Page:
I've browsed a lot of book recommendation questions here but haven't found a thread that quite suits my interests. I'm a mostly nonfiction reader, but most of my all-time favourite books are novels. I'd like to read more fiction but I'm having a hard time finding novels I like. All suggestions appreciated! [more inside]
I recently read Marjorie Morningstar and The Women's Room, and I'm looking for more some mid-20th-century books that have some of the qualities I liked about these two: sprawling plot, cast of engaging characters, and a sense of what life was like at the time. Preferably U.S. or UK. Perhaps books that have been unjustly forgotten but still hold up well today -- neither of my examples is really "forgotten", but you don't really hear people talking about Wouk or Marilyn French much these days. (I didn't mind the retrograde gender politics in Marjorie Morningstar at all but I would prefer to avoid Roth/Mailer-style misogyny.)
What are some novels you've enjoyed that have contained recipes? Either as part of the narrative, in between chapters, or as an addendum. [more inside]
I am looking for horror novels that will really scare me. I mean, lingering-two-days-later, don't-read-after-sunset, check-under-the-bed kind of scary. Please recommend me some. Preferences (but not requirements) under the cut. [more inside]
Looking for short novels composed of fragments, vignettes, etc. Examples: Michael Ondaatje's The Collected Works of Billy the Kid, Elizabeth Hardwick's Sleepless Nights, Danielle Dutton's Margaret the First. [more inside]
Last year I read and loved Station Eleven, looking for something to scratch the same itch. Some (hopefully) light snowflakes ahead. [more inside]
[Book recommendation filter] Must be literary. Must be wildly absorbing. Ensemble casts of characters preferred but not required. The longer, the better. Did it sweep YOU off your feet? Tell me about it! [more inside]
Book Recommendation Filter: Looking for urban fantasy or "modern world" sci-fi (not horror) told in third person and doesn't try to sell me on vampire protagonists. This is turning out to be a surprisingly difficult itch to scratch. Help? [more inside]
That is, what is a novel you read later in life that you wish you had come across as a kid or teen? Totally fine to recommend books that weren't yet published when you were young.
A friend's birthday is coming up. He likes to play darts (plays in a league) and he likes to read. I'm wondering if anyone has any suggestions for gifts that might combine both. [more inside]
I've turned 40 this year. In high school I used to go around reading Nabokov because I thought that's what smart people would read. I loved the words but missed about 80% of the thematic elements because I was too young and hadn't lived enough. I just picked him up again and am boggled. What other books should I return to? What authors are only intelligible to readers in mid-life?
I'm looking for fiction with extensive sourcing/citations that are entirely fake. [more inside]
Please can you recommend books similar to Bruno Schulz's, Isaac Babel's and Bulgakov's Master & Margarita? [more inside]
My Search-Fu is utterly failing me. Where did I read the line (paraphrased): "He was like a tennis player who mistakes his best game for his everyday game [or natural level or basic capability]". I want to say it was in a novel by a female author,: Lessing, Christie or Woolf maybe? I might be completely wrong. Fairly sure the narrator's voice was female. Can anyone help?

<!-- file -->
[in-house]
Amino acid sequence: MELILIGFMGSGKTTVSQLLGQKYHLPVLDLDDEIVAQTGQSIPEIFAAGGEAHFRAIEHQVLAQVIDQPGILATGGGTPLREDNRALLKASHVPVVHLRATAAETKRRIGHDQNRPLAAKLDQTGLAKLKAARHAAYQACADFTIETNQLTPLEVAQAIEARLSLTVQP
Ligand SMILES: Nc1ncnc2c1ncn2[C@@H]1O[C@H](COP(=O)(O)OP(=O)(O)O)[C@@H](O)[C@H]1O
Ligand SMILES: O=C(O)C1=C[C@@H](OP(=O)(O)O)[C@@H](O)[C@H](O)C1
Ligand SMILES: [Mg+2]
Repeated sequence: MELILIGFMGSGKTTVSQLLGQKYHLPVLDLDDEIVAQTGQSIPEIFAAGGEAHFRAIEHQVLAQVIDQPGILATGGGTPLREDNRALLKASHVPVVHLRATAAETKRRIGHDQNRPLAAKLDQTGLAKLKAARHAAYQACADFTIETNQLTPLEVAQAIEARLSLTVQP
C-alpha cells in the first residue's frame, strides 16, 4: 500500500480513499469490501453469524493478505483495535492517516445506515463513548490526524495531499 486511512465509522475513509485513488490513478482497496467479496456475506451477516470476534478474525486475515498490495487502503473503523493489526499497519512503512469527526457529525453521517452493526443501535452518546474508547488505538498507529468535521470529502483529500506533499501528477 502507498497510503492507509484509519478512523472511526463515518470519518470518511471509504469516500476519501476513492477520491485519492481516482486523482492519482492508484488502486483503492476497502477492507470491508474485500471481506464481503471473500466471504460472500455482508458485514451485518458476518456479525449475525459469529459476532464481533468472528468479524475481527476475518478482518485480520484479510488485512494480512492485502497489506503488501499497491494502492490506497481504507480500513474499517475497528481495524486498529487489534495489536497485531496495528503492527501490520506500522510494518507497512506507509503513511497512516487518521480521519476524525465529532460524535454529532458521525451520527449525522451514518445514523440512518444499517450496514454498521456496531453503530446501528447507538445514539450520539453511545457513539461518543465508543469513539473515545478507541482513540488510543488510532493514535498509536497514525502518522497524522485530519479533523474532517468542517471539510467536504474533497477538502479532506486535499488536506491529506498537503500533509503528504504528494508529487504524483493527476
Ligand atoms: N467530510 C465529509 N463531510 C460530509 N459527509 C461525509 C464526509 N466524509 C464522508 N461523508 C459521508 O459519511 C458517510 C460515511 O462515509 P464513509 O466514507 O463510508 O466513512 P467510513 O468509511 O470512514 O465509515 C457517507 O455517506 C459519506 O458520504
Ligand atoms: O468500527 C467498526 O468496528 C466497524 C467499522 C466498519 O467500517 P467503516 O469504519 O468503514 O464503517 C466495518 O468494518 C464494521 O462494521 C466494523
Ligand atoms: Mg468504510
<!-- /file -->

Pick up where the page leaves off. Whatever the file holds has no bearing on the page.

I'm looking for books that capture the feel, culturally, politically, and/or otherwise, of the 1990's in America. Can y'all help me out?
Could anyone help me identify science fiction novels whose central theme is society forgetting science? I was listening to the radio a few weeks ago and I heard a description of a novel about society moving back to pre-enlightenment levels of knowledge and I thought it sounded interesting. I don't remember any details about the book mentioned but I'm open to reading any good books about losing knowledge.
I currently work such long hours that I don't have much time to read. I can't read the types of books that I normally would want to - literary fiction - because I am too exhausted to really concentrate at night and I just don't have the time. I also don't want to be stuck in a 400 page novel for 3 months. details inside [more inside]
I'm hitting a rough patch in my life and really failing at something for the first time(bout to drop out of graduate school). I'm looking for recommendations of novels or books that feature characters failing(in whatever way you define that). Not necessarily looking for feel-good/happy endings(although those are alright!). I'm more just curious about how others deal with failing + failing. Kind of a listening to sad music after a break-up thing.
I'm trying to find some valuable works of advice to improve my craftsmanship on writing poetry and short stories. If you can recommend any advice books, poetry, novels, and short stories that can help contribute to better writing in the genre of: science fiction, southern Gothic literature, classic literature, modernism, and modern ligature works, that would be most appreciated. [more inside]
I'm looking for novels that are re-tellings of other stories, such as Wicked for the Wizard of Oz or A Thousand Acres for King Lear. Can you name some? [more inside]
What are the best novels about and/or set in Los Angeles -- with an emphasis on characters of color, particularly Hispanic?
I'm currently pregnant and going through the first trimester from hell. Literally the only thing that has kept me sane is reading these two amazing trashy novels I discovered in this AskMe thread. Recommend me some more? [more inside]
Have you read "Frog Music" by Emma Donoghue? Can you spoil it for me? (Spoilers, probably, inside.) [more inside]
I'm entering a period in my life that's going to be, shall we say, a little challenging. I'm looking for novels that will get me so engrossed that I'll forget everything outside them for a least a little while. [more inside]
My uncle is interested in reading science fiction or futuristic fantasy books that involve music as a strong narrative element. He has read some Anne McCaffrey that did this, as well as Patrick Rothfuss, but was hoping to find other options, and I drew a blank. Can you guys think of any more music-tinged works?
I am searching for novels that provide some of the same pleasures of CBS's acclaimed legal drama "The Good Wife," but in textual form! See inside for specifics about what makes this particular plate of procedural beans so special. [more inside]